Plasma cell dyscrasias are characterized by a malignant clonal proliferation of plasma cells. Due to the excessive production of abnormal clonal gammaglobulins, or paraproteins, there are major hemorheologic changes in the circulation. As a result, clinical manifestations of the hyperviscosity syndrome become a major cause of morbidity and mortality. Pathogenic factors for the hyperviscosity are due both to increased plasma viscosity and to increased erythrocyte aggregation, leading to increased whole blood viscosity. These changes are dependent on the plasma concentration as well as the molecular size of the paraprotein with the threshold for onset of hyperviscosity for IgG >15 g/dl, for polymerized IgG3 >4-5 g/dl, for IgA >10-11 g/dl; for polymerized IgA >6-7 g/dl and for IgM >3 g/dl. Correspondingly, the incidence of symptomatic hyperviscosity in Waldenstrom's macroglobulinemia is 10-30%, while that in IgG myeloma is 2-6%. Clinically, the syndrome has neurologic features of headache and dizziness, visual changes, renal failure, and cardiac failure from increased plasma volume. Thrombotic complications are frequent. Paradoxically, there can be bleeding complications due to impairment of platelet function. Removal of the paraprotein by plasma exchange (plasmapheresis) can effectively reduce the hyperviscosity. Long-term control of paraprotein production can be achieved by chemotherapy. The early recognition of the symptoms of hyperviscosity, confirmed by laboratory findings of increased paraproteins and of increased blood viscosity, is essential for the proper management of this group of disorders.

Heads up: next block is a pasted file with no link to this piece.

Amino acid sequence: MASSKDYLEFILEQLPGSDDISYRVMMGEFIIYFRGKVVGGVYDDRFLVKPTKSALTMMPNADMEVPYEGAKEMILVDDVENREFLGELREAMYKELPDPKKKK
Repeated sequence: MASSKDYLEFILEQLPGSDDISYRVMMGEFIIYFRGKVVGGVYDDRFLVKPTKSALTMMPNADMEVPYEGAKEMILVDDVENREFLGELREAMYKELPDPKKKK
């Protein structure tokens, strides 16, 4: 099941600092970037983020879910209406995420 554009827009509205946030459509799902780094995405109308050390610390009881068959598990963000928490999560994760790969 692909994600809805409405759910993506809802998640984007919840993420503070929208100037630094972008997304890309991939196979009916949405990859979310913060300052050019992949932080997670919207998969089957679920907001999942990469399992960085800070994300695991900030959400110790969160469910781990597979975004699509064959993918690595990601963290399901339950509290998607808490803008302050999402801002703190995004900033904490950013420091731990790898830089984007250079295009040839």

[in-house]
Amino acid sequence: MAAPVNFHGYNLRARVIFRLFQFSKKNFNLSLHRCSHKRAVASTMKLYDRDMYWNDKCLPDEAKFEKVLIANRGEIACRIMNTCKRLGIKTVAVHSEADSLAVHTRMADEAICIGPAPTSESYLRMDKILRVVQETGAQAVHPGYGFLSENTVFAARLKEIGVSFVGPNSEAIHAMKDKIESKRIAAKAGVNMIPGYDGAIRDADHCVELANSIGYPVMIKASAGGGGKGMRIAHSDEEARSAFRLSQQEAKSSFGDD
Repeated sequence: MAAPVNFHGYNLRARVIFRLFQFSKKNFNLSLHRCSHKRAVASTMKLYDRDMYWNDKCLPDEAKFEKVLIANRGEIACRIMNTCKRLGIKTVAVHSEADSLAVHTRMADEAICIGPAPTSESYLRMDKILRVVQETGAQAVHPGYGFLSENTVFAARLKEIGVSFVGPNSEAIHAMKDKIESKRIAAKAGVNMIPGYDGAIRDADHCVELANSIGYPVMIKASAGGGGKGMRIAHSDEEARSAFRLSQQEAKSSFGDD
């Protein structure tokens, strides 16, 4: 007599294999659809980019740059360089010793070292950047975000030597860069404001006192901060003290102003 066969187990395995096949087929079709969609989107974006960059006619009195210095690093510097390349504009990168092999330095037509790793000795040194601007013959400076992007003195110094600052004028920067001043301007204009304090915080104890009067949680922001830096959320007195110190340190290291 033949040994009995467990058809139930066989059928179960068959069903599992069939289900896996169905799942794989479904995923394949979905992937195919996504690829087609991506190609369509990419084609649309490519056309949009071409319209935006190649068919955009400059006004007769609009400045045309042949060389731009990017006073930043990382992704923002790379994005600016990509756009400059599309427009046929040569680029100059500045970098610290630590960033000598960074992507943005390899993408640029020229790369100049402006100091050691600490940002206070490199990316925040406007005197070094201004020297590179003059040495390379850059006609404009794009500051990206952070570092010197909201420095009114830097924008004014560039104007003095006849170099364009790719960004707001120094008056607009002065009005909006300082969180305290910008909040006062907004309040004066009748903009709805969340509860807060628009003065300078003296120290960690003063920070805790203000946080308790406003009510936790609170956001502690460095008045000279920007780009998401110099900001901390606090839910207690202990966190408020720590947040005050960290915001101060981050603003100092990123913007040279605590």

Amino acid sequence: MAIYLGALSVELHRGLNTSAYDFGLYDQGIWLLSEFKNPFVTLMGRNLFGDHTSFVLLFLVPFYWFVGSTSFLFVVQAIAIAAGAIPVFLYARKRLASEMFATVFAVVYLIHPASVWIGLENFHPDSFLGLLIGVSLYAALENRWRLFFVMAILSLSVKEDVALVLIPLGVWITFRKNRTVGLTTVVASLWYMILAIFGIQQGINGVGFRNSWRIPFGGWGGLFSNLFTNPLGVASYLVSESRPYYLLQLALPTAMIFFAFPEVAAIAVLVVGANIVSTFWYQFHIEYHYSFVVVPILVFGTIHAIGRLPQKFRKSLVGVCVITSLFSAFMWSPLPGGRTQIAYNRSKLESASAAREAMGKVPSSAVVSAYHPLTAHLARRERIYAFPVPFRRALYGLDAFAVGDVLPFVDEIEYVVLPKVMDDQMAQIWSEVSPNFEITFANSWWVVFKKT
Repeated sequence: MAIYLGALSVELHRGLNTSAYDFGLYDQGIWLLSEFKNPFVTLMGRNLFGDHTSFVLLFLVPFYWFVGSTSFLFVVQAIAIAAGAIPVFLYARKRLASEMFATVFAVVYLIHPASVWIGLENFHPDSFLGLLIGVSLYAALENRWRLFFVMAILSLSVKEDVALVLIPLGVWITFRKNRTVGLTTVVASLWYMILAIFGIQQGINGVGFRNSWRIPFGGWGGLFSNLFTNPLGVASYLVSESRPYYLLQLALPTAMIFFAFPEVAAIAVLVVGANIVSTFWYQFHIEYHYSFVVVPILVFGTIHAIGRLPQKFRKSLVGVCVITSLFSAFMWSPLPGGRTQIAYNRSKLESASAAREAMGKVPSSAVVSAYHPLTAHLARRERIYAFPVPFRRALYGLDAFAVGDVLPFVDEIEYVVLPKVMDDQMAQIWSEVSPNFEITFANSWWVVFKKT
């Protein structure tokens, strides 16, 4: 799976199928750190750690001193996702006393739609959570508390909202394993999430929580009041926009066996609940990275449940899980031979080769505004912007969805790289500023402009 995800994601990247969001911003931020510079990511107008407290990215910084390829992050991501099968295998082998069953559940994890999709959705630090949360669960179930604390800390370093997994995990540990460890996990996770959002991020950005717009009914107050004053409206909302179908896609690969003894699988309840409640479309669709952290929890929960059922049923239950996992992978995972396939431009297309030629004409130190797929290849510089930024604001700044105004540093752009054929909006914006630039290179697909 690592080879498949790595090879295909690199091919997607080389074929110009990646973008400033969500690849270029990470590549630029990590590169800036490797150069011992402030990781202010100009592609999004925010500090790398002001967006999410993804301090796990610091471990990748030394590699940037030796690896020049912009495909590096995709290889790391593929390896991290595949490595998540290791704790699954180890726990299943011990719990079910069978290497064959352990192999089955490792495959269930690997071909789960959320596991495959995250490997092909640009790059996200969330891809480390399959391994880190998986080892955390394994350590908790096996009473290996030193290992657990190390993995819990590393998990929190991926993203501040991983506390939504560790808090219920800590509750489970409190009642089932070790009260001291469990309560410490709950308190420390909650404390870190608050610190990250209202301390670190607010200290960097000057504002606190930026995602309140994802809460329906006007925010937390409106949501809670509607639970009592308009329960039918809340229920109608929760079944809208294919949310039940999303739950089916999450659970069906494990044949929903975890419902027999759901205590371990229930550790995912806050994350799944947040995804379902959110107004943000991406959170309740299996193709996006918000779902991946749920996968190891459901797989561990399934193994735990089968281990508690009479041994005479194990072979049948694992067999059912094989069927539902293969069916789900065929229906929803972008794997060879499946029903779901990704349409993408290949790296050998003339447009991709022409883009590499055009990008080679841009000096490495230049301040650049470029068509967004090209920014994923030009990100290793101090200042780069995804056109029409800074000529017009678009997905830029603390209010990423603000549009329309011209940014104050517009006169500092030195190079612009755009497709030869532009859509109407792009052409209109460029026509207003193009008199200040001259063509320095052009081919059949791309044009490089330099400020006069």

- Waldenstrom's macroglobulinemia
- plasma cell dyscrasias
ASJC Scopus subject areas
- Physiology (medical)
- Cardiology and Cardiovascular Medicine